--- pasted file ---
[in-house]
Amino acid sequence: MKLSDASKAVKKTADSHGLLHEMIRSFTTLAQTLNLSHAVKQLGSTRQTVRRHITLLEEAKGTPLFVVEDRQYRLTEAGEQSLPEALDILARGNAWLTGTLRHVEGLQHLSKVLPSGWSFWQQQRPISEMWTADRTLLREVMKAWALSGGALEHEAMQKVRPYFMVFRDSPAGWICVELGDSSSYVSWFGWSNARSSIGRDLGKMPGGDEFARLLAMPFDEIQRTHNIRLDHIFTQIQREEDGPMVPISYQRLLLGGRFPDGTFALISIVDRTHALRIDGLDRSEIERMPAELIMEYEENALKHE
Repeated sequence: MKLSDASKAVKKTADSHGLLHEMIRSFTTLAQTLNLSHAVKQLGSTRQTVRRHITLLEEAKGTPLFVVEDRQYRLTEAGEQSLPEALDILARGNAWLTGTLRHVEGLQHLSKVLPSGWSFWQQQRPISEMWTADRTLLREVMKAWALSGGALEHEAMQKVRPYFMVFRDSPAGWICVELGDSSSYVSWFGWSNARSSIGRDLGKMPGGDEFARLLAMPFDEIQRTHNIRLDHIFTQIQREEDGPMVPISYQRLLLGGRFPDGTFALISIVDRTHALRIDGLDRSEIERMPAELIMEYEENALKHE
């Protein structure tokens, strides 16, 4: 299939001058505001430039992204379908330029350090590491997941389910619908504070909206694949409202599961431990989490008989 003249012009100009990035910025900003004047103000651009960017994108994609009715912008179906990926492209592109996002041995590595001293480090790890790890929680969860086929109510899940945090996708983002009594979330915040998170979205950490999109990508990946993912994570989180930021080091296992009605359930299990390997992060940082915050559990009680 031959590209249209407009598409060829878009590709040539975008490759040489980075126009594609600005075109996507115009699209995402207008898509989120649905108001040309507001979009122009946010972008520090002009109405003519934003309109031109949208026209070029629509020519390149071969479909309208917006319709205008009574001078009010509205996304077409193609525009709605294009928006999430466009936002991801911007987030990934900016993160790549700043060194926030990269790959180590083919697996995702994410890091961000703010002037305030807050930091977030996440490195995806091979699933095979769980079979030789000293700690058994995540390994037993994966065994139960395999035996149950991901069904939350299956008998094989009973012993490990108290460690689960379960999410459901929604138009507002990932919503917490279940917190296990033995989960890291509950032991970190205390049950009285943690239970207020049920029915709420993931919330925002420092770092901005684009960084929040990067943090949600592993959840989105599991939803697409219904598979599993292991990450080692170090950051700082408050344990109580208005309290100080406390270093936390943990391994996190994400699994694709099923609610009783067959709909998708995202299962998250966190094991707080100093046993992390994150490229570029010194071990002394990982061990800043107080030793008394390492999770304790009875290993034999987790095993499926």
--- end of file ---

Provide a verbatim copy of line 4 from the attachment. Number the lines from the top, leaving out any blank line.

């Protein structure tokens, strides 16, 4: 299939001058505001430039992204379908330029350090590491997941389910619908504070909206694949409202599961431990989490008989 003249012009100009990035910025900003004047103000651009960017994108994609009715912008179906990926492209592109996002041995590595001293480090790890790890929680969860086929109510899940945090996708983002009594979330915040998170979205950490999109990508990946993912994570989180930021080091296992009605359930299990390997992060940082915050559990009680 031959590209249209407009598409060829878009590709040539975008490759040489980075126009594609600005075109996507115009699209995402207008898509989120649905108001040309507001979009122009946010972008520090002009109405003519934003309109031109949208026209070029629509020519390149071969479909309208917006319709205008009574001078009010509205996304077409193609525009709605294009928006999430466009936002991801911007987030990934900016993160790549700043060194926030990269790959180590083919697996995702994410890091961000703010002037305030807050930091977030996440490195995806091979699933095979769980079979030789000293700690058994995540390994037993994966065994139960395999035996149950991901069904939350299956008998094989009973012993490990108290460690689960379960999410459901929604138009507002990932919503917490279940917190296990033995989960890291509950032991970190205390049950009285943690239970207020049920029915709420993931919330925002420092770092901005684009960084929040990067943090949600592993959840989105599991939803697409219904598979599993292991990450080692170090950051700082408050344990109580208005309290100080406390270093936390943990391994996190994400699994694709099923609610009783067959709909998708995202299962998250966190094991707080100093046993992390994150490229570029010194071990002394990982061990800043107080030793008394390492999770304790009875290993034999987790095993499926």